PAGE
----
Tests to Diagnose a Cataract

Eye care specialists use several tests to diagnose eye cataracts, such as a simple visual acuity test or pupil dilation. Your optometrist or ophthalmologist will likely need to perform a series of tests to make this diagnosis.

A cataract is a clouding of the eye's natural lens, which lies behind the iris and the pupil. Over time, a cataract may grow larger and cloud a bigger portion of the lens, making it harder for you to see.

This article looks at the tests that help healthcare providers diagnose eye cataracts and determine their severity.

Male patient's eye with mature cataract, Close-up
MedicImage / Getty Images

Who Should Be Tested For Cataracts?

Cataract testing is usually part of a comprehensive eye examination, which assess both your vision and your eye health. All adults should have these exams as recommended by an eye care provider. This becomes even more important as you get older.

If you have symptoms of cataracts or are at risk of developing them, you may need testing sooner than your yearly examination.

Cataracts can cause many symptoms, including:

  • Reduced visual clarity
  • Colors appear faded
  • Seeing halos around lights
  • Requires more light to read or see detail

You are at increased risk of developing cataracts if:

  • You are over the age of 55
  • You have a family history of cataracts
  • You have diabetes
  • You spend a lot of time in the sun without eye protection

Cataracts are common in older people. In the United States, about half of all people age 80 and older have cataracts or have had surgery to remove them. Cataracts aren't always associated with age, though. They can also develop:

  • After an eye injury
  • As a result of another eye disease
  • After using certain medications, including steroids
  • As a result of health problems such as diabetes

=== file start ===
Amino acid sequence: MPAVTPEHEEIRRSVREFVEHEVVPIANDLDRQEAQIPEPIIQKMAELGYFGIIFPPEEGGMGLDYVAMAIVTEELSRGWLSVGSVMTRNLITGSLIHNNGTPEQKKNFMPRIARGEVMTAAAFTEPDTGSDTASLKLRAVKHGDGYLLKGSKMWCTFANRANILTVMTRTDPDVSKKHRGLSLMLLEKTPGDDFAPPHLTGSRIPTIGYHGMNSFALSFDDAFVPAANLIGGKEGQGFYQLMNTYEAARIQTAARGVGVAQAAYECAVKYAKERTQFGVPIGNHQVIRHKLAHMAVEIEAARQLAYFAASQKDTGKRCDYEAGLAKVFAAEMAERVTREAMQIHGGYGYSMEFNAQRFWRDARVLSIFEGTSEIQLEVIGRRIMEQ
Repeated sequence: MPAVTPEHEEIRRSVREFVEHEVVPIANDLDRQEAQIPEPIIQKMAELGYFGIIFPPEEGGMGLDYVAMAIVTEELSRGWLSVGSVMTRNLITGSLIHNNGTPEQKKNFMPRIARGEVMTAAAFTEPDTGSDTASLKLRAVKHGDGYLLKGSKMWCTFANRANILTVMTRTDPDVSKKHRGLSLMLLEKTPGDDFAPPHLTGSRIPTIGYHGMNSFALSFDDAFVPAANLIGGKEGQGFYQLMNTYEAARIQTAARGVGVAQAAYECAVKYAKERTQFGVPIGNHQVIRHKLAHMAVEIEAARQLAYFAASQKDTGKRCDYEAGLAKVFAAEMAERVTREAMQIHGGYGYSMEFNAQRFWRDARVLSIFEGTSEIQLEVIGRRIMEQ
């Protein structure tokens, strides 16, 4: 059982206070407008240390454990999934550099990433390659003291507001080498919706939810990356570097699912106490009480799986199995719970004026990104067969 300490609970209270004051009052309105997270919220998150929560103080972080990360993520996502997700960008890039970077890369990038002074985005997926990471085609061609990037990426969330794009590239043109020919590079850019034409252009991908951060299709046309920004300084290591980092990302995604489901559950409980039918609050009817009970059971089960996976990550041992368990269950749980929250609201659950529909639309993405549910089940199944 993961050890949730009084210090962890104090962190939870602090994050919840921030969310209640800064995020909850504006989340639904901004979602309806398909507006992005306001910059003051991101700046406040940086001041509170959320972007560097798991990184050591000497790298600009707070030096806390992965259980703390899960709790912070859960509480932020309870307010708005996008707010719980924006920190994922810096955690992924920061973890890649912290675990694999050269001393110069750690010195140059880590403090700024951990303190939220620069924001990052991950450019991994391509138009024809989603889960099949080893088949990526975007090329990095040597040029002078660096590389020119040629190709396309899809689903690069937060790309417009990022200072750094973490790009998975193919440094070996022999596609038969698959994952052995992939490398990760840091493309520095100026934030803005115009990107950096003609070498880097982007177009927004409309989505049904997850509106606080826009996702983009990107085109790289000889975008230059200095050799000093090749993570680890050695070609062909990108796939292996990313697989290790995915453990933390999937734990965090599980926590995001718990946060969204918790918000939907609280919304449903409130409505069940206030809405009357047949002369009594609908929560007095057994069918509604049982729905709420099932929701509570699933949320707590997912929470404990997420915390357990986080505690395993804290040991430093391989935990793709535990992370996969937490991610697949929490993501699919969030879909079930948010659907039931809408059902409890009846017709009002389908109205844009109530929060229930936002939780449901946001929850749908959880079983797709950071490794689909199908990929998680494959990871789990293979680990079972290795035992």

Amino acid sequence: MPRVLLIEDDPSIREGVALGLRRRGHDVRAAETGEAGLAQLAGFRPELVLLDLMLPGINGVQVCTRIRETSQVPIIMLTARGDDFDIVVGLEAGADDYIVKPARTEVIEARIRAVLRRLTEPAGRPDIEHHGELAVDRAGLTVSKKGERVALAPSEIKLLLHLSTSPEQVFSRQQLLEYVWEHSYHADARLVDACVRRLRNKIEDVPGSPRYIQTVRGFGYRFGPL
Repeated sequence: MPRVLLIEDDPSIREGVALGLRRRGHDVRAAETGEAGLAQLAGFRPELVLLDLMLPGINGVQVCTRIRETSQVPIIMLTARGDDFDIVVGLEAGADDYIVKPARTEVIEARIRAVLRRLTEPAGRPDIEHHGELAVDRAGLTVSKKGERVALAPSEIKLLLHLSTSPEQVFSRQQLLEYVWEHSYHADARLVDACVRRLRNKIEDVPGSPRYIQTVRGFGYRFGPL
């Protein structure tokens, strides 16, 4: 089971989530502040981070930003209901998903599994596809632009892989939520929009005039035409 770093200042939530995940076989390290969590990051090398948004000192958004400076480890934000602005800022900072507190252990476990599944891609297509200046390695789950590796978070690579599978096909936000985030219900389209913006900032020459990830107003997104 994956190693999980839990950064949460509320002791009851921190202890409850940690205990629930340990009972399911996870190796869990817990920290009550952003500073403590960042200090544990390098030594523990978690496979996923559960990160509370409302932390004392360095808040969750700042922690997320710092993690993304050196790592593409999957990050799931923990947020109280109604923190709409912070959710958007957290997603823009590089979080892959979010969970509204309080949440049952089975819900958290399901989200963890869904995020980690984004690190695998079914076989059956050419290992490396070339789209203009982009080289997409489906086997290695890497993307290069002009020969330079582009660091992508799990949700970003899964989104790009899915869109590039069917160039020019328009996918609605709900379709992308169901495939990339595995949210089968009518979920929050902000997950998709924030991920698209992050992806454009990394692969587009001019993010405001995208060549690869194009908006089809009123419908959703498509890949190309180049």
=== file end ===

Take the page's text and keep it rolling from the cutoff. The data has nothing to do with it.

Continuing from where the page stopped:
Some children are born with cataracts. If you think your child has a vision problem, ask your child's healthcare provider about cataract testing. This can help determine if there is a cataract, what type of cataract it is, and if cataract surgery or another treatment should be prescribed.

Before diagnosing cataracts, your healthcare provider will likely perform a combination of different tests. Your medical history and symptoms will help confirm the diagnosis.

Visual Acuity

A visual acuity test measures your quality of vision at certain distances. Your healthcare provider will ask you to read letters of various sizes from a chart. Your eyes will be tested individually and together. This helps to measure the accuracy of your eyesight at different distances.

The results of this test are recorded as a ratio, such as 20/20 or 20/40. 20/20 vision is considered normal. The ratio of 20/20 means you can see an object that's 20 feet away as clearly as anyone else with normal vision. If you have 20/40 vision, you can see an object that's 20 feet away as clearly as someone with normal vision can see an object that's 40 feet away.

A visual acuity test is an easy, painless, and quick way to evaluate your vision. More tests will be needed, however, to determine if cataracts are the cause of your vision problems.

Contrast Sensitivity

Contrast sensitivity testing is similar to visual acuity testing. The goal of this test is to find out how easy it is for you to separate an object from its background. If it's hard for you to identify an object when it's on a low-contrast background, then you have poor contrast sensitivity.